Ka­roo com­mu­ni­ty sad­de­ned by the pas­sing of Pe­ter Wa­ter­mey­er

Graaff-Reinet Advertiser - - Graaff-reinet -

GRAAFF-REINET — It is with gre­at sad­ness that the Nieu-bet­hes­da and Graaff­rei­net com­mu­ni­ties le­ar­ned of the sud­den pas­sing of Pe­ter Wa­ter­mey­er on F­ri­day, Oc­to­ber 20, in Graaff-reinet at the age of 86.

Born in 1930 and ha­ving spent his child­hood on the fa­mi­ly farm, S­chans­kraal, in the S­neeu­berg, Pe­ter li­ved his li­fe in c­lo­se con­necti­on with the two t­hings he lo­ved most: fel­low hu­man-kind and the land.

Soon af­ter com­ple­ting a 2-y­e­ar di­plo­ma cour­se at Groot­fon­tein a­gri­cul­tu­ral col­le­ge, he went to a farm ne­ar Kei Mouth, w­he­re he met Lil­le­mor, who was to be his fait­hful wi­fe for 54 y­e­ars. With their three young child­ren, they re­tur­ned to his be­lo­ved Ka­roo in the mid-70’s, w­he­re he ab­sor­bed him­self in e­co­lo­gi­cal­ly sound far­ming met­hods - a gre­at cal­ling of his. In 1997 Pe­ter and Lil­le­mor mo­ved to Graaff­rei­net w­he­re he star­ted a small bu­si­ness, in­vol­ving a­not­her of his pas­si­ons - wor­king wood with his hands.

Pe­ter Wa­ter­mey­er em­bo­died ser­vant-he­ar­ted­ness. He pos­ses­sed a far hig­her set of va­lu­es than the ma­te­ri­al trap­pings of mo­dern day li­fe. He was as con­stant as the Nort­hern S­tar and, in the words of his son, Ke­vin, “Gai­ned re­al strength from doing t­hings for ot­hers.” Pe­ter could of­ten be seen ri­ding his bi­cy­cle past the dam through the park e­ar­ly in the mor­ning. His re­spect for the cre­a­ti­on, for this beau­ti­ful land and for pe­op­le e­ner­gi­sed him and kept him strong in bo­dy and mind rig­ht until the end.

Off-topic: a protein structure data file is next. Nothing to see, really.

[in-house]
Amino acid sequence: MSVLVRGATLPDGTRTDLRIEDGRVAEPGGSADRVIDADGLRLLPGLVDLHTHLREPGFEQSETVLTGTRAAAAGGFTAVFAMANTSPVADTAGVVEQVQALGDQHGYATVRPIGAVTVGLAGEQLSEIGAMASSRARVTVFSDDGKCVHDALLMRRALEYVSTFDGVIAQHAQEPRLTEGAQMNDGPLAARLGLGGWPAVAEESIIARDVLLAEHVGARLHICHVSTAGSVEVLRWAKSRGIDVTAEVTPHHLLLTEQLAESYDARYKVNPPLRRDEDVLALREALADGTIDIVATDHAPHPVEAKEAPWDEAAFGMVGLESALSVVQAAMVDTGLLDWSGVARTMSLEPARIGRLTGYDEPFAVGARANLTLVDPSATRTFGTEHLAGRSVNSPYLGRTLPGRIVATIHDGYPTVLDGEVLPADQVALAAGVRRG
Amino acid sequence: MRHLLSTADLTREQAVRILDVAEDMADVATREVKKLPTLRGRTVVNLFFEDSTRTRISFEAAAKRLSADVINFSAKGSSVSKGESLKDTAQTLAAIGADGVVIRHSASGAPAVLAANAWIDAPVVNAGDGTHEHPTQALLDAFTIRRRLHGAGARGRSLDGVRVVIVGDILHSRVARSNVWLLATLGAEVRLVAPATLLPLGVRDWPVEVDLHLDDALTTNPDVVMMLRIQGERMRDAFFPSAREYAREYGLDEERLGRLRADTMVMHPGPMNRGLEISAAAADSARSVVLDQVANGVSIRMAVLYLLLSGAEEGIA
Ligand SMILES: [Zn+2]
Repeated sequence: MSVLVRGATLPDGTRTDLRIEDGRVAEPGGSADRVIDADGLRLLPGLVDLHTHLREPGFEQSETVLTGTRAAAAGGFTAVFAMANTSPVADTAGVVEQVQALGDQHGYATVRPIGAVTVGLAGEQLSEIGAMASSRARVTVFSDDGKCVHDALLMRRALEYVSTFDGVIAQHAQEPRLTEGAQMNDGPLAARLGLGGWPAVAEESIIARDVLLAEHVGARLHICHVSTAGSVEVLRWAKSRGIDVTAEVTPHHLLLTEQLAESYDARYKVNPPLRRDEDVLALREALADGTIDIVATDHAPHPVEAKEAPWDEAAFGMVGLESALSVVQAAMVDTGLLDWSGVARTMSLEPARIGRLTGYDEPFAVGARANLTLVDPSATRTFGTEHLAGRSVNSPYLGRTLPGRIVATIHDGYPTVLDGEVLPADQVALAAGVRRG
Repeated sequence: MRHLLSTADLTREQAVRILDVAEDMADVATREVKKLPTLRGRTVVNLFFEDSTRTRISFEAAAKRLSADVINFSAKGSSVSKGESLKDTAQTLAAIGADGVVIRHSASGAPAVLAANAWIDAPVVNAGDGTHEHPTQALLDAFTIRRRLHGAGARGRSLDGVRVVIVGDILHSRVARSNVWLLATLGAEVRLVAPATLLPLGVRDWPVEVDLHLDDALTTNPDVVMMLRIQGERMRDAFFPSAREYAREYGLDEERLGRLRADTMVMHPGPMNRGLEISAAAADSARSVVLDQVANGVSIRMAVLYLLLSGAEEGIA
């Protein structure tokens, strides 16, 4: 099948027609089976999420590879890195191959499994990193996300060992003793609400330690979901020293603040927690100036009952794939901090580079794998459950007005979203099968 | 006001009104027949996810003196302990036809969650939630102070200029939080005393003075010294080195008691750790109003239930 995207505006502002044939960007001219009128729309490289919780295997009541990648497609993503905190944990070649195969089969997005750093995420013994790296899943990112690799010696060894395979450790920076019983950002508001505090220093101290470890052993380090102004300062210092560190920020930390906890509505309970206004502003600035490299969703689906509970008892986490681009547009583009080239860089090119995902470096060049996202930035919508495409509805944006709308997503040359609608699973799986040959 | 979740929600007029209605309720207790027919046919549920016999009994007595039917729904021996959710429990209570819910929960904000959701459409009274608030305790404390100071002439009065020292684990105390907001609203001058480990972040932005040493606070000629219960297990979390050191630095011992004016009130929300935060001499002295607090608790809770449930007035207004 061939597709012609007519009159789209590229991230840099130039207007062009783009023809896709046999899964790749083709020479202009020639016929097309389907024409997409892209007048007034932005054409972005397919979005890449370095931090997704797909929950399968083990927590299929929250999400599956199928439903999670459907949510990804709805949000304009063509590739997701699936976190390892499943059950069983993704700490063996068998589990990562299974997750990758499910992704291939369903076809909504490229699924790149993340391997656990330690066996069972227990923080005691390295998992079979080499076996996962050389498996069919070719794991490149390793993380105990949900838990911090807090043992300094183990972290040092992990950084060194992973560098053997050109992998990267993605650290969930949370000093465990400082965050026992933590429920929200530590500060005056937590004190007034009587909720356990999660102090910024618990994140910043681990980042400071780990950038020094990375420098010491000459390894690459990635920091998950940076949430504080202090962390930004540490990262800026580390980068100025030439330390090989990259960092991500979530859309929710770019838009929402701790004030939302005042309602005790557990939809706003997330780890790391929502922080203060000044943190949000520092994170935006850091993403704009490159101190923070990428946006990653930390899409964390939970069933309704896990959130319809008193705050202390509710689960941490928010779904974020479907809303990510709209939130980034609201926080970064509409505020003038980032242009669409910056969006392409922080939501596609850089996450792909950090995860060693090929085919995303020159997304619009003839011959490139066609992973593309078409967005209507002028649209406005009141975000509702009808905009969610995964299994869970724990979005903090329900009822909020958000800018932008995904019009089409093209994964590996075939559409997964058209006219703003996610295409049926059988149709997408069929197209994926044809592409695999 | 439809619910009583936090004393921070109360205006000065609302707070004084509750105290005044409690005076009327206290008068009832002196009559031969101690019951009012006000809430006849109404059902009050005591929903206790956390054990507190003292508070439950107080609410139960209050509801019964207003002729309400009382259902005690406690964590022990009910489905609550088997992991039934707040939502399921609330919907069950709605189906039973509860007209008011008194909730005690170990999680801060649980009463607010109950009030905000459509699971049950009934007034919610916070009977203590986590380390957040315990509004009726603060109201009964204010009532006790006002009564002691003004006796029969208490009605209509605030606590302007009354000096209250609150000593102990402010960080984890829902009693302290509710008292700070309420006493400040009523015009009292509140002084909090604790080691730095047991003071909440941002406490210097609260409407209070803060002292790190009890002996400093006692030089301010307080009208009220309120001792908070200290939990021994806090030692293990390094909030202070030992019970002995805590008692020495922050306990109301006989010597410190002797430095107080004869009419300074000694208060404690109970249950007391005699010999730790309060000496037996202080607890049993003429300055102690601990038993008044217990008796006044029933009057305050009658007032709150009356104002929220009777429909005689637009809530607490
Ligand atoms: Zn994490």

Their mo­ve to town ga­ve Pe­ter and Lil­le­mor the op­por­tu­ni­ty to ser­ve on an e­ven gre­a­ter le­vel.

In Graaff-reinet he be­ca­me in­te­gral­ly in­vol­ved with his church and the bo­w­ling club, and al­ways ma­de ti­me to fix fur­ni­tu­re for friends, to pro­vi­de a ho­me from ho­me for ma­ny, in­clu­ding his gran­d­child­ren and their friends at bo­ar­ding school.

E­ven though hard of he­a­ring, Pe­ter would al­ways stop to ask and he­ar how your day was. The tri­bu­tes that ha­ve pou­red in­to Lil­le­mor and the fa­mi­ly ha­ve co­me from farm wor­kers, pe­trol at­ten­dants, pro­mi­nent bu­si­ness pe­op­le, fel­low far­mers, school child­ren, pro­fes­si­o­nals and folk from the Pro­tecti­ve Work­pla­ce, w­he­re he ser­ved - Pe­ter Wa­ter­mey­er was a man well­lo­ved who held no jud­ge­ment.

A fa­mi­ly friend said, ‘Pe­ter and his fa­mi­ly did t­hings rig­ht. They can ha­ve no re­grets.’ Pe­ter Wa­ter­mey­er le­a­ves his wi­fe Lil­le­mor, child­ren - Su­san from New Ze­a­land, Ke­vin from Zuur­plaats, Carl from Ca­pe Town and 6 be­lo­ved gran­d­child­ren.

T­ho­mas Moo­re said, “Hu­mi­li­ty, that low, sweet root, from which all he­a­ven­ly vir­tu­es shoot.” This com­mu­ni­ty has lost a hum­ble, ser­vant-he­ar­ted and much-lo­ved man. Tru­ly, a man of he­a­ven­ly vir­tu­es.

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